How do you love yours?

It’s been 2 months since my inaugural post about vajazzling and now, ladies and gentlemen, it’s time once again to talk about vaginas.

I don’t usually buy women’s magazines, but I had a long train journey yesterday and needed plenty to read. After finishing the paper on the first leg (with cheering headlines like “Climate changes double chance of civil wars”) I didn’t think I would get any more depressed, so while waiting for my connection I took the plunge and headed to the “women’s glossies” section. I chose Company, mainly because I’d spoken to one of their writers at London’s Slutwalk, and only a little bit because of the picture of Emma Watson on the cover. Believe me, I’m well aware of the creepiness of crushing on someone who’s been in the public eye since the age of 12, but she just got so foxy when she cut her hair off! I digress…

Company, in general, horrified me less than other women’s magazines I have perused, and the piece on the Slutwalk was surprisingly good. Imagine my excitement, though, when I got to page 99 and saw the words “LOVE YOUR VAJ” scrawled across the page. It’s a new Company Campaign! There’s a Facebook group! A Twitter feed! A free, limited edition “love your vag” badge! How marvellous to see a mainstream women’s magazine encouraging ladies to love their vaginas.

I get excited. Will the campaign extol the joys of masturbation, celebrate cunnilingus, admire the diverse beauty of a range of vulva; examine systemic causes of female-body-hatred, promote better sex ed in schools, critique the “designer vagina” phenomena? I read on.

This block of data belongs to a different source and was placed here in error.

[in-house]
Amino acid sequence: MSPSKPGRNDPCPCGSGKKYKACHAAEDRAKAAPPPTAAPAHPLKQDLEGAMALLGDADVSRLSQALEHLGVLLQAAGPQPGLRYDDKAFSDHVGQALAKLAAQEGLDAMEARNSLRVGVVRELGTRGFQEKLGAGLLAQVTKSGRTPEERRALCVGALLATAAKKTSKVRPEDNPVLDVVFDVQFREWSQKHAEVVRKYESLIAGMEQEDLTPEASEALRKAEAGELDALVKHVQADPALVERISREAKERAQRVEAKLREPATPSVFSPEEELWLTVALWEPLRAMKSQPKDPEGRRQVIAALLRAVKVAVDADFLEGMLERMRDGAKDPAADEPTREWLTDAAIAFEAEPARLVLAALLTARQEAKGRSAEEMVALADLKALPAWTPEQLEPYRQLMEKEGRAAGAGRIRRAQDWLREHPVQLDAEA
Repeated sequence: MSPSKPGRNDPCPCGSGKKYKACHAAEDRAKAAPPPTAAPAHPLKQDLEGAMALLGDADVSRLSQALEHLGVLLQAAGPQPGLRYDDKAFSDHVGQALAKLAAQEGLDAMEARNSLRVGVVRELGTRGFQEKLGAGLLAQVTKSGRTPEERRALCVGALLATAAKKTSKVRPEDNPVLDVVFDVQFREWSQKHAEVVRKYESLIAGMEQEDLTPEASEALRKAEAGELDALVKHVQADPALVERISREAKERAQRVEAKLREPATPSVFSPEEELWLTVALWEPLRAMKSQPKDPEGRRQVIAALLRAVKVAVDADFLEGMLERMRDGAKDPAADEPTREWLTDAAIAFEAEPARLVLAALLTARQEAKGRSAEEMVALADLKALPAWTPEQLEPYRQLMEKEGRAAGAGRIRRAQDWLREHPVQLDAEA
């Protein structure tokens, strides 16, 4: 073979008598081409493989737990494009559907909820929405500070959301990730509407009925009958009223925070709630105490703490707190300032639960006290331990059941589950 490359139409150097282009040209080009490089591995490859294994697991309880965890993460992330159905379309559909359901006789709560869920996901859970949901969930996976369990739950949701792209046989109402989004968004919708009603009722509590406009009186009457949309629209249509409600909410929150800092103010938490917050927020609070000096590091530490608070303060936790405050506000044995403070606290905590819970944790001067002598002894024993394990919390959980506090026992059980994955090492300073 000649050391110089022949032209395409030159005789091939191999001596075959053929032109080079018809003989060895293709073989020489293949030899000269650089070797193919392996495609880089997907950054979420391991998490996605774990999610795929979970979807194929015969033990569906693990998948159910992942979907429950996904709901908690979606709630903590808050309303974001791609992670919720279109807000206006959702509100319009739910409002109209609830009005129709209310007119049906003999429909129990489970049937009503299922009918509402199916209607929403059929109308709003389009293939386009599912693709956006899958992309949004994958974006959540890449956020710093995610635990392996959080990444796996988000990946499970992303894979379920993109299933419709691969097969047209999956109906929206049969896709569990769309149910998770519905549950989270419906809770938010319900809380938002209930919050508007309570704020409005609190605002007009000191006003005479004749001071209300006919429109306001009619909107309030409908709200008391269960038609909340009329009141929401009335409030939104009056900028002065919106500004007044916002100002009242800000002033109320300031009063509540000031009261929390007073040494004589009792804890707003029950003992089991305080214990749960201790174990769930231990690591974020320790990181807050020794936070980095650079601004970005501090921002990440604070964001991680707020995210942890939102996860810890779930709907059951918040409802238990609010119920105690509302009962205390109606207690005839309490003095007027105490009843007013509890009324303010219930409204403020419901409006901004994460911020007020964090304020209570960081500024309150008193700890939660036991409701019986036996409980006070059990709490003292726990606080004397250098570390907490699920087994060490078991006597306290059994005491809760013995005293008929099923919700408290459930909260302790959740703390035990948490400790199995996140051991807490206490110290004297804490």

Me: Okay!

Company: It’s time to show a little love down there, and no we’re not talking about vajazzling.

Me: Excellent. Tell me more!

Company: Bin those excuses and join Company‘s big ‘Get Tested’ smear campaign.

Me: … Oh.

Yes, on closer inspection it’s about cervical smears. Now, I don’t in principal have a problem with the magazine endeavouring to raise awareness about cervical cancer. I do have serious reservations about the pinkwashing of campaigns about cancers affecting women, whereby awareness-raising seems duty-bound to be sexy/cute/sexy-cute, which many people have written intelligently about (here and here for example). While this feature, with its pink hearts and photos of kittens (they’re pussies! Geddit?), conforms to this problematic landscape, I’d like to focus on Company’s limited vision for vaj-loving, and the accompanying full-page promotion for Femfresh.

That’s right: the oh-so-promising “Love Your Vaj” headline introduces three pages about cervical smears and “intimate wash”. How ironic that both gynaecological exams and products to “clean us up” are decried in The Vagina Monologues classic, “My Angry Vagina“, in which the speaker lists the various “nasty ideas” that serve to “undermine” her “gentle, loving” pussy.

If Company had to pair its cervical cancer article with a “promotion” (that’s a full-page advert-feature hybrid), I can think of several other products they could have worked with. Lube? Mooncup? Sex toys? Those are some things my vaj loves. But Femfresh, apparently, will give me more confidence – the ad mentions this no fewer than 4 times, citing mascara (for giving “that flutter to the hot guy on your train”), heels (for longer legs) and sexy undies as other top confidence boosters. And thus, in the blink of an eye, loving your vaj is reduced to buying stuff that will make you attractive to men.